Formation & evolution
The sun was born about 4.6 billion years ago. Many scientists think the sun and the rest of the solar system formed from a giant, rotating cloud of gas and dust known as the solar nebula. As the nebula collapsed because of its gravity, it spun faster and flattened into a disk. Most of the material was pulled toward the center to form the sun.
The sun has enough nuclear fuel to stay much as it is now for another 5 billion years. After that, it will swell to become a red giant. Eventually, it will shed its outer layers, and the remaining core will collapse to become a white dwarf. Slowly, this will fade, to enter its final phase as a dim, cool theoretical object sometimes known as a black dwarf.
Internal structure and atmosphere
The sun and its atmosphere are divided into several zones and layers. The solar interior, from the inside out, is made up of the core, radiative zone and the convective zone. The solar atmosphere above that consists of the photosphere, chromosphere, a transition region and the corona. Beyond that is the solar wind, an outflow of gas from the corona.
The core extends from the sun's center to about a quarter of the way to its surface. Although it only makes up roughly 2 percent of the sun's volume, it is almost 15 times the density of lead and holds nearly half of the sun's mass. Next is the radiative zone, which extends from the core to 70 percent of the way to the sun's surface, making up 32 percent of the sun's volume and 48 percent of its mass. Light from the core gets scattered in this zone, so that a single photon often may take a million years to pass through.
The convection zone reaches up to the sun's surface, and makes up 66 percent of the sun's volume but only a little more than 2 percent of its mass. Roiling "convection cells" of gas dominate this zone. Two main kinds of solar convection cells exist — granulation cells about 600 miles (1,000 kilometers) wide and supergranulation cells about 20,000 miles (30,000 km) in diameter.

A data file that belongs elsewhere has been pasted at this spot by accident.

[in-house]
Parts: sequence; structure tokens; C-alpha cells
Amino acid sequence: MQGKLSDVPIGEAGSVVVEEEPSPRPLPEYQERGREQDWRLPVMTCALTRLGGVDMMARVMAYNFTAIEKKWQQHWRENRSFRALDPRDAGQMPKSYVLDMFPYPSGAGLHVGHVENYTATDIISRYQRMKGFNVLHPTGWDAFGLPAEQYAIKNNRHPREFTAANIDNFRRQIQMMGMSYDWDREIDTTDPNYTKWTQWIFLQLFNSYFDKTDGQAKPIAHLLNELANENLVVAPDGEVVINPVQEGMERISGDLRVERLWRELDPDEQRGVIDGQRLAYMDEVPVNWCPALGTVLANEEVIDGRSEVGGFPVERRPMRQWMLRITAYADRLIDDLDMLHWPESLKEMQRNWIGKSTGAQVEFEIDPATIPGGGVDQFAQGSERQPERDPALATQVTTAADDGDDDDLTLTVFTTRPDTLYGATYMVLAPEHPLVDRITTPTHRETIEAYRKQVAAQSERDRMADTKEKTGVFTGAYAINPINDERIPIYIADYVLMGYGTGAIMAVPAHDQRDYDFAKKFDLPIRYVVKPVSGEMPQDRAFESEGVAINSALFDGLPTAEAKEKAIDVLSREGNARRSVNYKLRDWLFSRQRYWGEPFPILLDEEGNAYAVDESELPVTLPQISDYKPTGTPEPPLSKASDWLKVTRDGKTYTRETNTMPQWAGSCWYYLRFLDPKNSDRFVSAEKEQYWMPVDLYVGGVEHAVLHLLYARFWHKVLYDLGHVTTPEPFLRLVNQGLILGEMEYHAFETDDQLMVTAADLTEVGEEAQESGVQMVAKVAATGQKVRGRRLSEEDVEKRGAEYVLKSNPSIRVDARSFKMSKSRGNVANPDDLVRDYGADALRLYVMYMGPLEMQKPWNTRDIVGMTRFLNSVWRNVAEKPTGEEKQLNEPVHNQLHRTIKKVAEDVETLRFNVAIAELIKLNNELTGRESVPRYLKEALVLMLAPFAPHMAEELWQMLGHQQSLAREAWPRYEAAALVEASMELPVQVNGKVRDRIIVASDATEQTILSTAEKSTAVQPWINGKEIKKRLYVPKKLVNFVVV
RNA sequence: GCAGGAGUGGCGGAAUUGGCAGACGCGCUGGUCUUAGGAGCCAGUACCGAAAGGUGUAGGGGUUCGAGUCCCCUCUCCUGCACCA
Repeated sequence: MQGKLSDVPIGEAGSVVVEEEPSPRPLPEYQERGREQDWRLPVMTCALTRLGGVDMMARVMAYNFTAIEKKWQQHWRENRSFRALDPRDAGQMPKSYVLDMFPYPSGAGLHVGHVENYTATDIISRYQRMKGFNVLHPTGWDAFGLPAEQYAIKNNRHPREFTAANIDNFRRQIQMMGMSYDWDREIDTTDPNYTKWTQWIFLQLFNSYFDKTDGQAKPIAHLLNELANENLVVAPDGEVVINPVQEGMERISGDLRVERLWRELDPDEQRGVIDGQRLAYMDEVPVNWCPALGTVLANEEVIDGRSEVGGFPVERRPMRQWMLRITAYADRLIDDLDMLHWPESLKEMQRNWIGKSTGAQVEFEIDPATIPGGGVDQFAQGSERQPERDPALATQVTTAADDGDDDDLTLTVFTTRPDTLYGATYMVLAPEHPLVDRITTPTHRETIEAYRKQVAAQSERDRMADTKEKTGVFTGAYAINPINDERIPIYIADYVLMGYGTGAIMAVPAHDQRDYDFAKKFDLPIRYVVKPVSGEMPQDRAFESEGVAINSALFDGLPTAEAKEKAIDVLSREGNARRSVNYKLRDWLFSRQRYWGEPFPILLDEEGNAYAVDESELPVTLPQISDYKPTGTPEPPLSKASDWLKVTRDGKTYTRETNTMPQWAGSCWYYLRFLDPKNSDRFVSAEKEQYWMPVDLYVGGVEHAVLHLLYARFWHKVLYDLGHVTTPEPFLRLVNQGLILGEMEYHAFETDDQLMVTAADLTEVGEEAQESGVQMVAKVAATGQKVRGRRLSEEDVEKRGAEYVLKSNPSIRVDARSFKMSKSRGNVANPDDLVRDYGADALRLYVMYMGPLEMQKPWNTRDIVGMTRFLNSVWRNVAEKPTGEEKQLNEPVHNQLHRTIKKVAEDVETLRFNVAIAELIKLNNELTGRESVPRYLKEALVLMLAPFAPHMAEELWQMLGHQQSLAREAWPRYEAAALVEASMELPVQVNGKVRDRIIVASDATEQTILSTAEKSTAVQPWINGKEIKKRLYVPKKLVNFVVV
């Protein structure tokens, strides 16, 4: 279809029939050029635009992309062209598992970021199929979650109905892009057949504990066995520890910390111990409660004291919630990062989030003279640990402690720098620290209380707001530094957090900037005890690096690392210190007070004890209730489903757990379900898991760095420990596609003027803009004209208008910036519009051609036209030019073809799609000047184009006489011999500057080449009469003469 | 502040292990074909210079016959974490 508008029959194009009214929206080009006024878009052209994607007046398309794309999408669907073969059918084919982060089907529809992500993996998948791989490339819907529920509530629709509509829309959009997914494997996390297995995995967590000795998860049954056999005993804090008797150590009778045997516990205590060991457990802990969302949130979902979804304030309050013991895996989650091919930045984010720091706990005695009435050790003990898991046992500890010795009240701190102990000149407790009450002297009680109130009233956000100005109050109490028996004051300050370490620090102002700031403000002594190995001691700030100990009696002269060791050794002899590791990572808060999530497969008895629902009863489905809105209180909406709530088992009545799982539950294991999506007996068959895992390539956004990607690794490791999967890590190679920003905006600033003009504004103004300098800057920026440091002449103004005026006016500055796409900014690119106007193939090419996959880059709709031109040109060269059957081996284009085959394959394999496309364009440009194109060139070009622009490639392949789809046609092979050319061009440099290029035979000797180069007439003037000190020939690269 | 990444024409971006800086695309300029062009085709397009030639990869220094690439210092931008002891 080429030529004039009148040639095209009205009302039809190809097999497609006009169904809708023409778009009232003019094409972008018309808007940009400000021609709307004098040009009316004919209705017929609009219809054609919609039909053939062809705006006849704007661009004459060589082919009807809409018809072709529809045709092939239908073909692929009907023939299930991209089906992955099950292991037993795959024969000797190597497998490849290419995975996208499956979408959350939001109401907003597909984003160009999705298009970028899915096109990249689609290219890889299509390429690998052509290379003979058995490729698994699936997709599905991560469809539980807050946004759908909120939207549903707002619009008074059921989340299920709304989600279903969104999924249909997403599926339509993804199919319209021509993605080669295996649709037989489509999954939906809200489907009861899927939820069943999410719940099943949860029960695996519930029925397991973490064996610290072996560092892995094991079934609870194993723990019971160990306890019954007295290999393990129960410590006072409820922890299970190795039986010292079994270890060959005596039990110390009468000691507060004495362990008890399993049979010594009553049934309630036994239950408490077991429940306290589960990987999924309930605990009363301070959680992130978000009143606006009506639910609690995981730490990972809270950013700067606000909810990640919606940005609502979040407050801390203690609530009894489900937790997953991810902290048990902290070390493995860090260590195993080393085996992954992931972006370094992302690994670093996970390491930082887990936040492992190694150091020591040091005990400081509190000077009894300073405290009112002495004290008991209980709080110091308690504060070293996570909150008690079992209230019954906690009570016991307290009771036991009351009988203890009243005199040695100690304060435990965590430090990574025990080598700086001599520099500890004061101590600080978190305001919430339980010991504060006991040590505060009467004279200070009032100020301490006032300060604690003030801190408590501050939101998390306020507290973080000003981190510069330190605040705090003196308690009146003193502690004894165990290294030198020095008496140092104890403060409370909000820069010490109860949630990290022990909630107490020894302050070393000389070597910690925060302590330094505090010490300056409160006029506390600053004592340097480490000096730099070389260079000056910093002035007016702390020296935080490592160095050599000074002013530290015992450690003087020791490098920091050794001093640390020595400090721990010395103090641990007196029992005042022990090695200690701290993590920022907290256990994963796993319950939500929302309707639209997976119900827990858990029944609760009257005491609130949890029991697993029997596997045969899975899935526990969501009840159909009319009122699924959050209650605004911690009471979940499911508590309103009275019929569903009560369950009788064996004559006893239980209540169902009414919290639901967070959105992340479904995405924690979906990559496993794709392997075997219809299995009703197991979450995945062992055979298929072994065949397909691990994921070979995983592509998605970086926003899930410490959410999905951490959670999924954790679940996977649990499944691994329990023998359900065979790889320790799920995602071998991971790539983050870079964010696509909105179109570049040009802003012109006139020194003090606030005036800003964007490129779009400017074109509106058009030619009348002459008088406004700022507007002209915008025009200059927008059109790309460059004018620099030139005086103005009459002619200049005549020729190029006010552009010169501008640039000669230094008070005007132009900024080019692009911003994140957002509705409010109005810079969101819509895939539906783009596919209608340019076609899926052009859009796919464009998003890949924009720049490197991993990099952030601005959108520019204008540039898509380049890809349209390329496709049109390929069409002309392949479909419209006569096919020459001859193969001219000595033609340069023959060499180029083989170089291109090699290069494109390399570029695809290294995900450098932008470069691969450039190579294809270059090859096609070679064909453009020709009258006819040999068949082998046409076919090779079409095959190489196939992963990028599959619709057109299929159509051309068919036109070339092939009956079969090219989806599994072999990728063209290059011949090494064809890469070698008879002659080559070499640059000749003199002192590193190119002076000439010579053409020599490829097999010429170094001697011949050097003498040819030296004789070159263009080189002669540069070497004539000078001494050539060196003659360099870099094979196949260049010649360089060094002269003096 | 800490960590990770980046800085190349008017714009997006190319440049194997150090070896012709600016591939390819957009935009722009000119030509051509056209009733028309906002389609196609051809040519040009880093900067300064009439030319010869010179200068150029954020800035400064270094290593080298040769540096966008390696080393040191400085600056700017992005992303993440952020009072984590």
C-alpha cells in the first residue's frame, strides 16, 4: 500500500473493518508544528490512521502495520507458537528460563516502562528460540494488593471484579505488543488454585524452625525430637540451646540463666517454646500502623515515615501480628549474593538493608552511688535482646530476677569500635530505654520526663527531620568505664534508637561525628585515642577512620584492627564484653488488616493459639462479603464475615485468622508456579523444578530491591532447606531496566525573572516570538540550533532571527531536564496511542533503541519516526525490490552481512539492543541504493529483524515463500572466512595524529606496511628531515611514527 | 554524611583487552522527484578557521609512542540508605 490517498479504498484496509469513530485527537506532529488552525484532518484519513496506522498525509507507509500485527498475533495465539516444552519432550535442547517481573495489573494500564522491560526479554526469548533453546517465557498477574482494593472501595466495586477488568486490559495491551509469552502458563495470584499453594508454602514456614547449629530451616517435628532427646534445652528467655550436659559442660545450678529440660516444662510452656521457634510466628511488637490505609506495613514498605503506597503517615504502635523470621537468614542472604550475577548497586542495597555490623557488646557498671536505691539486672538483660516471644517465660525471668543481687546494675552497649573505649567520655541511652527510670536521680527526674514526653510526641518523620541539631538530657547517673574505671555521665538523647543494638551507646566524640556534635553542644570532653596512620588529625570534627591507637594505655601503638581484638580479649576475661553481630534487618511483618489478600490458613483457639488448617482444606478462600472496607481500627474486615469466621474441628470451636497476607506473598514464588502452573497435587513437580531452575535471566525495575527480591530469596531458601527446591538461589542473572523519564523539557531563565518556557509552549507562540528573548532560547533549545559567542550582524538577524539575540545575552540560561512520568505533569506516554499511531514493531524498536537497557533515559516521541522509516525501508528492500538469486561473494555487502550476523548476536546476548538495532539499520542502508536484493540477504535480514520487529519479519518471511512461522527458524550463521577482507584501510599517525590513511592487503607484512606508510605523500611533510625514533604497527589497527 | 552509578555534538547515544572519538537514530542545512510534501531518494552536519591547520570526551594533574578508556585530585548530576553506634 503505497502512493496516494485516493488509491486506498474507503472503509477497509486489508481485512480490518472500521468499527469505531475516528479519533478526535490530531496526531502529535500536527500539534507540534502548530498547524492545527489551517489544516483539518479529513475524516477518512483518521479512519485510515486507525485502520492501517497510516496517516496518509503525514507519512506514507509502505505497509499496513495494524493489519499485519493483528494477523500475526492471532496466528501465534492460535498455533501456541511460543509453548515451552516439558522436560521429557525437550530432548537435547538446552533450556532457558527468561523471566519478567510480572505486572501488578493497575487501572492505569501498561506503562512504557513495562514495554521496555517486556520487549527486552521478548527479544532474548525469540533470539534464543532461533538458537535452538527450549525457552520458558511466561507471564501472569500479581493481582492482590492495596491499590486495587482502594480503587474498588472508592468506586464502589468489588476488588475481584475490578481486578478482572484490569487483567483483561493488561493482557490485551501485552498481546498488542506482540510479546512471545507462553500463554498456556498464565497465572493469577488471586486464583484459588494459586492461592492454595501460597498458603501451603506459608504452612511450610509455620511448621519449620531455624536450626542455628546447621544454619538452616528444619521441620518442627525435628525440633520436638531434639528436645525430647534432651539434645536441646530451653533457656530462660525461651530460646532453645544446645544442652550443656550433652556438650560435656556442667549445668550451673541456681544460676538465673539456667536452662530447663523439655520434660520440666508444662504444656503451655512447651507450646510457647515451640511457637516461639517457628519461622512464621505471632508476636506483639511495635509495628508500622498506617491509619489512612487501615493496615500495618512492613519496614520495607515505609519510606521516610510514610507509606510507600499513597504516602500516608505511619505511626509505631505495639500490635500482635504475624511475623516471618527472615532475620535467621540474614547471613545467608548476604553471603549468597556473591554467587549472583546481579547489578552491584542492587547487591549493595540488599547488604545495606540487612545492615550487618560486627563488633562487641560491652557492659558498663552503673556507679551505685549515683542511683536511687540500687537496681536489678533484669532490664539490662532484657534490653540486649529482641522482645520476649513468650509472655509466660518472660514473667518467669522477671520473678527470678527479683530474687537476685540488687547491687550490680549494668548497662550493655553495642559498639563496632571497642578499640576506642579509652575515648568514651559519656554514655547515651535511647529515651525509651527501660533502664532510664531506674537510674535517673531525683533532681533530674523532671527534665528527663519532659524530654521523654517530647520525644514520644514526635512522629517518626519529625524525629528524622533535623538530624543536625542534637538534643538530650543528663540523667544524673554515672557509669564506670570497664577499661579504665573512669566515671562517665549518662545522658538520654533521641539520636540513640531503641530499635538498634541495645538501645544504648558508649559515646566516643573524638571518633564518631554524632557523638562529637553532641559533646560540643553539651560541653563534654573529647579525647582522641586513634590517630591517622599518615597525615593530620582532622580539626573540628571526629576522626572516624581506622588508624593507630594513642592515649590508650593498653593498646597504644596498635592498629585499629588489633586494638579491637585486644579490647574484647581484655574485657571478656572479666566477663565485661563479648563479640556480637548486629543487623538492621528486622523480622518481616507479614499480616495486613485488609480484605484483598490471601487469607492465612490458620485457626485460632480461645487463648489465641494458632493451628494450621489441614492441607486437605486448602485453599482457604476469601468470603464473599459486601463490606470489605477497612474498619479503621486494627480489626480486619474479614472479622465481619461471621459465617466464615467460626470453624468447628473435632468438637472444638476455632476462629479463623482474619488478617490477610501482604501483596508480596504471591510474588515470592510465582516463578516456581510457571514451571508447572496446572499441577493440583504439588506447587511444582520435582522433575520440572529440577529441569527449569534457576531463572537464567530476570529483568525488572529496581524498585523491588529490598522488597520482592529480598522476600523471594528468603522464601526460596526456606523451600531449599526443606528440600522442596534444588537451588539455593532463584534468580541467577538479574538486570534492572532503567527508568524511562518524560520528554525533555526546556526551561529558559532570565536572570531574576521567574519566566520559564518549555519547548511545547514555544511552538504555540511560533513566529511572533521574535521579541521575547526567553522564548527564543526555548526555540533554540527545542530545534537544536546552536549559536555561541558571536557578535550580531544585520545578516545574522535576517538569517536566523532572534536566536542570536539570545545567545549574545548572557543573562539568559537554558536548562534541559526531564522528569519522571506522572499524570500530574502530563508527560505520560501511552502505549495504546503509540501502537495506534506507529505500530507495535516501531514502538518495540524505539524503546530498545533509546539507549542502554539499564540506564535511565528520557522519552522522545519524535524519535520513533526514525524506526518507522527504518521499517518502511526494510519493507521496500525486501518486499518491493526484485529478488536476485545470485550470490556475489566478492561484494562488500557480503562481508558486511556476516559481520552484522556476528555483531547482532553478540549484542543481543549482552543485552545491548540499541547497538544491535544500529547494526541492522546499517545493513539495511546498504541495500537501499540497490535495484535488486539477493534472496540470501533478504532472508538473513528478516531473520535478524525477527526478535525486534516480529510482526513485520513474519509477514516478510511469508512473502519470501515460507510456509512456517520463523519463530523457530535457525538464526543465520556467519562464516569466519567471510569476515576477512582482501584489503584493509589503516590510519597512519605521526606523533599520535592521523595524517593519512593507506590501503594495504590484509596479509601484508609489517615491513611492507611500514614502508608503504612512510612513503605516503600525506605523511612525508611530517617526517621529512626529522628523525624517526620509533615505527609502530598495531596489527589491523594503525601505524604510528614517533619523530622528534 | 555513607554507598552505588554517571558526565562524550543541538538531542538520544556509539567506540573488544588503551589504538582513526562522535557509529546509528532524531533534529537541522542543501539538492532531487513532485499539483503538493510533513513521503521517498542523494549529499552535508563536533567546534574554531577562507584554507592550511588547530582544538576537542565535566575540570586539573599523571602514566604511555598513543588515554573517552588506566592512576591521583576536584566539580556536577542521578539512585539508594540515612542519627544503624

The photosphere is the lowest layer of the sun's atmosphere, and emits the light we see. It is about 300 miles (500 km) thick, although most of the light comes from its lowest third. Temperatures in the photosphere range from 11,000 F (6,125 C) at bottom to 7,460 F (4,125 C) at top. Next up is the chromosphere, which is hotter, up to 35,500 F (19,725 C), and is apparently made up entirely of spiky structures known as spicules typically some 600 miles (1,000 km) across and up to 6,000 miles (10,000 km) high.
After that is the transition region a few hundred to a few thousand miles thick, which is heated by the corona above it and sheds most of its light as ultraviolet rays. At the top is the super-hot corona, which is made of structures such as loops and streams of ionized gas. The corona generally ranges from 900,000 F (500,000 C) to 10.8 million F (6 million C) and can even reach tens of millions of degrees when a solar flare occurs. Matter from the corona is blown off as the solar wind.